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by Paul Ricoeur It is already a piece of good fortune to find oneself understood by a reader who is at once demanding and benevolent. It is an even greater fortune to be better understood by another than by one's own self. In effect, when I look back, I am rather struck by the discontinuity among my works, each of which takes on a specific problem and apparently has little more in common with its predecessor than the fact of having left an overflow of unanswered questions behind it as a residue. On the contrary, Domenico Jervolino's interpretation of my works, which extend over more than forty years, stresses their coherence, in spite of the gap in time between my present, soon to be issued work--Temps et Recit--and my first, Philosophie de la Volonte: Ie Volontaire et l'lnvolontaire. Our friend finds the principle of coherence first of all in the recurrence of a problem: the destiny of the idea of subjectivity, caught in the cross-fire between Nietzsche and Heidegger on one side and semiology, psychoanalysis and the critique of ideology on the other. He finds it likewise in the insistence on a method: the mediating role played by interpretation, mainly of texts, with regard to reflexion on self.

The Hermeneutics of Medicine and the Phenomenology of Health

Author : F. Svenaeus
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Fredrik Svenaeus' book is a delight to read. Not only does he exhibit keen understanding of a wide range of topics and figures in both medicine and philosophy, but he manages to bring them together in an innovative manner that convincingly demonstrates how deeply these two significant fields can be and, in the end, must be mutually enlightening. Medicine, Svenaeus suggests, reveals deep but rarely explicit themes whose proper comprehension invites a careful phenomenological and hermeneutical explication. Certain philosophical approaches, on the other hand - specifically, Heidegger's phenomenology and Gadamer's hermeneutics - are shown to have a hitherto unrealized potential for making sense of those themes long buried within Western medicine. Richard M. Zaner, Ann Geddes Stahlman Professor of Medical Ethics, Vanderbilt University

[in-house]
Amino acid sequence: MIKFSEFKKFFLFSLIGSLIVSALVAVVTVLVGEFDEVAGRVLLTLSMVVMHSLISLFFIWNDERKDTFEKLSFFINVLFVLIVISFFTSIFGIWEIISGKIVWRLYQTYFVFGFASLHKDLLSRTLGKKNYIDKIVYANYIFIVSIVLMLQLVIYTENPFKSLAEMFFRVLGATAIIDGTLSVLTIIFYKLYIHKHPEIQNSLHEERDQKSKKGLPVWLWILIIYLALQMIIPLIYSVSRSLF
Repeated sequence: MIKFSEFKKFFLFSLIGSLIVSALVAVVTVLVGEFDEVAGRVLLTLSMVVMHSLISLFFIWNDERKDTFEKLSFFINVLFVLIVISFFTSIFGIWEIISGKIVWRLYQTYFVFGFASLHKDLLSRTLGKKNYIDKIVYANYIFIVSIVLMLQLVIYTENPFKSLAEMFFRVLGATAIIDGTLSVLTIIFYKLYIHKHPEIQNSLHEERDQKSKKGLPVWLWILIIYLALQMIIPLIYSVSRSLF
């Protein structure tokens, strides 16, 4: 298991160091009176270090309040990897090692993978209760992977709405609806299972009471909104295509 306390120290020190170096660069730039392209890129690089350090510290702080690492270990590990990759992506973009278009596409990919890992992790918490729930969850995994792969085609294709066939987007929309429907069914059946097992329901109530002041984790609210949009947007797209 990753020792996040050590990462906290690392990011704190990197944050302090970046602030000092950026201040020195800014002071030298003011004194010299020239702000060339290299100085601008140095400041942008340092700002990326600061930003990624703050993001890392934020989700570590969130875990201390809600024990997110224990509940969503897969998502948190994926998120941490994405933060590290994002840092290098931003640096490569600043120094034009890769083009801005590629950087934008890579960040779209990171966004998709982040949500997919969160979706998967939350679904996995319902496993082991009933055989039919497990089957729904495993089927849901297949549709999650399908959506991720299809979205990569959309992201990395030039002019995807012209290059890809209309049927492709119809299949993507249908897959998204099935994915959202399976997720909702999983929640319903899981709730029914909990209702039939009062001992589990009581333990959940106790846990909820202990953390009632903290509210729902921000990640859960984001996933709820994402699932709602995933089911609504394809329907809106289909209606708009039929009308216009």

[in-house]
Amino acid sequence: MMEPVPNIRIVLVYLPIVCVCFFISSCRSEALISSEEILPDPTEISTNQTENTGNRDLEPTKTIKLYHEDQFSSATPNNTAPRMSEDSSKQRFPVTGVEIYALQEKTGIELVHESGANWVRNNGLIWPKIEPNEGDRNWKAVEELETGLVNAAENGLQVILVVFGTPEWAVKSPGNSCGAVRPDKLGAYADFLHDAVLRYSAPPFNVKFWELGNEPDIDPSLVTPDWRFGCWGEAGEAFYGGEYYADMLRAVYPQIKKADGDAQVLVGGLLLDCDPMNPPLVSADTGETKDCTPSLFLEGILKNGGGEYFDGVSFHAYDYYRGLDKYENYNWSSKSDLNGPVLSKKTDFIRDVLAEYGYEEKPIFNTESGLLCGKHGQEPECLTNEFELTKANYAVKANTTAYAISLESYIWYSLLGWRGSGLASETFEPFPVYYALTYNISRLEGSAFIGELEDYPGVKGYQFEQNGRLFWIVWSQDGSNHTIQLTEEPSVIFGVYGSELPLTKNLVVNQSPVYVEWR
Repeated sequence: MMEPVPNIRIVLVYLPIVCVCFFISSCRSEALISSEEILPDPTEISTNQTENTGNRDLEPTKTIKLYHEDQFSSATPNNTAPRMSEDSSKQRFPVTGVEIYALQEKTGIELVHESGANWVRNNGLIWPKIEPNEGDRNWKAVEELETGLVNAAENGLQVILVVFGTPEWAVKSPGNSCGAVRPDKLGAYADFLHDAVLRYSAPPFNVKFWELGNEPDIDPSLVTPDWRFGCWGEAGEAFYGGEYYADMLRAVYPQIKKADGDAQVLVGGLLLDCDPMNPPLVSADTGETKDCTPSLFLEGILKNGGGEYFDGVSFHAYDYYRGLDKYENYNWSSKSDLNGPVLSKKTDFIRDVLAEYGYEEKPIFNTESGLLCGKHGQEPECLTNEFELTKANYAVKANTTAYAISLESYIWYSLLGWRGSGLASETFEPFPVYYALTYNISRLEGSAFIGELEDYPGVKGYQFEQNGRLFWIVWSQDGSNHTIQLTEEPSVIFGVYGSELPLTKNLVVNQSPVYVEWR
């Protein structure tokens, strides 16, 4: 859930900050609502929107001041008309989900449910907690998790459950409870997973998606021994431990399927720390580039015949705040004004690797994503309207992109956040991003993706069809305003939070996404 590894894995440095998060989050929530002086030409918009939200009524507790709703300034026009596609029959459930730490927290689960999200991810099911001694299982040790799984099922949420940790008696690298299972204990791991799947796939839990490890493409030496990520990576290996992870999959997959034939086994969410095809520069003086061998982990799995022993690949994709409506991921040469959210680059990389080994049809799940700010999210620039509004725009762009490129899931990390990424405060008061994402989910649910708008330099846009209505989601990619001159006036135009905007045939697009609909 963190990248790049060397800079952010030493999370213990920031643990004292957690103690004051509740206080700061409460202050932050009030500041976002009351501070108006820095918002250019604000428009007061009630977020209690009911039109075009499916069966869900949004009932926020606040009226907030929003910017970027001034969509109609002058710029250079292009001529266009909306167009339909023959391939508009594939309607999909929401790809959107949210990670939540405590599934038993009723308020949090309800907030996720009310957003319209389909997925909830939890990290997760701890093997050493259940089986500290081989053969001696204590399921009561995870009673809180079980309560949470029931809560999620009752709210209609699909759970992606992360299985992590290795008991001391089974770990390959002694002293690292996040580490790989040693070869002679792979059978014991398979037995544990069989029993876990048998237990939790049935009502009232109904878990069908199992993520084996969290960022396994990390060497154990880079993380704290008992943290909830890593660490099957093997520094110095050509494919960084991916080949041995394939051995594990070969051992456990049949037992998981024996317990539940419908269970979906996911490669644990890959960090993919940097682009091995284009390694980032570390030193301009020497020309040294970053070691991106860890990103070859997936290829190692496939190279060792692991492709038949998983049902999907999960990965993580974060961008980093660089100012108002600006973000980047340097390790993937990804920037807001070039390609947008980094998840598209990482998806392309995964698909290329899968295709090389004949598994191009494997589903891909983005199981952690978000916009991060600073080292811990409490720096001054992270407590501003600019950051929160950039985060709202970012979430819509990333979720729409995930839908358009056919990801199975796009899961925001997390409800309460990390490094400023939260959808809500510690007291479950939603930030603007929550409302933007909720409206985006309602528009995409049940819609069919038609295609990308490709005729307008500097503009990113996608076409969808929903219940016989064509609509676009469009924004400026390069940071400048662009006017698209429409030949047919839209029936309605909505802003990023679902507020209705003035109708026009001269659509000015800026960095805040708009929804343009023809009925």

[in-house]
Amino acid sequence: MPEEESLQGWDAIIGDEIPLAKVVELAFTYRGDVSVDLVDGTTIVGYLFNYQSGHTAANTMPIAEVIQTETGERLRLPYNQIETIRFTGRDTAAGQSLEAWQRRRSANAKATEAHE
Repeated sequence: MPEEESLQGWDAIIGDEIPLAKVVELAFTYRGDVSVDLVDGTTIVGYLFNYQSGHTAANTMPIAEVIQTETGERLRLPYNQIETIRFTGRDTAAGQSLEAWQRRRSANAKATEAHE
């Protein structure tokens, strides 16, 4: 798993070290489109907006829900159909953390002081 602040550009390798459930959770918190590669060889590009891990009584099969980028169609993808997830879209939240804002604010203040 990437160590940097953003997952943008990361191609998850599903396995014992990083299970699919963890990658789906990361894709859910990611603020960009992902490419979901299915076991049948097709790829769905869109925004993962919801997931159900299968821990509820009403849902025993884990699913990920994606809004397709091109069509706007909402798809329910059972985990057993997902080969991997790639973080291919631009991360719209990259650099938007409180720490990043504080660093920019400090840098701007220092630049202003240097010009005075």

The Hermeneutics of Doctrine

Author : Anthony C. Thiselton
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Throughout the book Thiselton shows how perspectives that arise from hermeneutics shed fresh light on theological method, reshape horizons of understanding, and reveal the relevance of doctrine for formation and for life. --from publisher description

Maimonides and the Hermeneutics of Concealment

Author : James Arthur Diamond
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Examines how Maimonides integrates scriptural and rabbinic literature into his magnum opus, The Guide of the Perplexed.

The Hermeneutics of African Philosophy

Author : Tsenay Serequeberhan
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Hermeneutics is a crucial but neglected perspective in African philosophy. Here, Tsenay Serequeberhan engages post-colonial African literature and the ideas of the African liberation struggle with critically-used insights from the European philosophical tradition. Continuing the work of Theophilus Okere and Okonda Okolo, this book attempts to overcome the debate between ethnophilosophy and professional philosophy, demonstrating that the promise of African philosophy lies with the critical development of the African hermeneutical perspective.

The Bible and the Hermeneutics of Liberation

Author : Alejandro F. Botta
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The same Bible that historically has been invoked to support exploitation is also a source of inspiration for those fighting oppression and injustice. This collection of essays highlights the different receptions that liberation- ist hermeneutics has found in a number of contemporary contexts. The authors, originating from various countries and continents and nurtured by diverse theological insights, provide regional overviews of liberating struggles and liberation hermeneutics or engage the biblical text from various perspectives, including mujerista and feminist Afrocentric read- ings. This is an enriching panorama of ideas and readings all centered on the Bible as a key to liberation.

R m and the Hermeneutics of Eroticism

Author : Mahdi Tourage
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Drawing on relevant postmodern theories, and exploring the link between the dynamics of eroticism and esotericism, this book establishes the esoteric significance of the bawdy tales in R?m?'s (d. 1273) "Mathnaw?," a masterpiece of medieval Perso-Islamic mystical literature.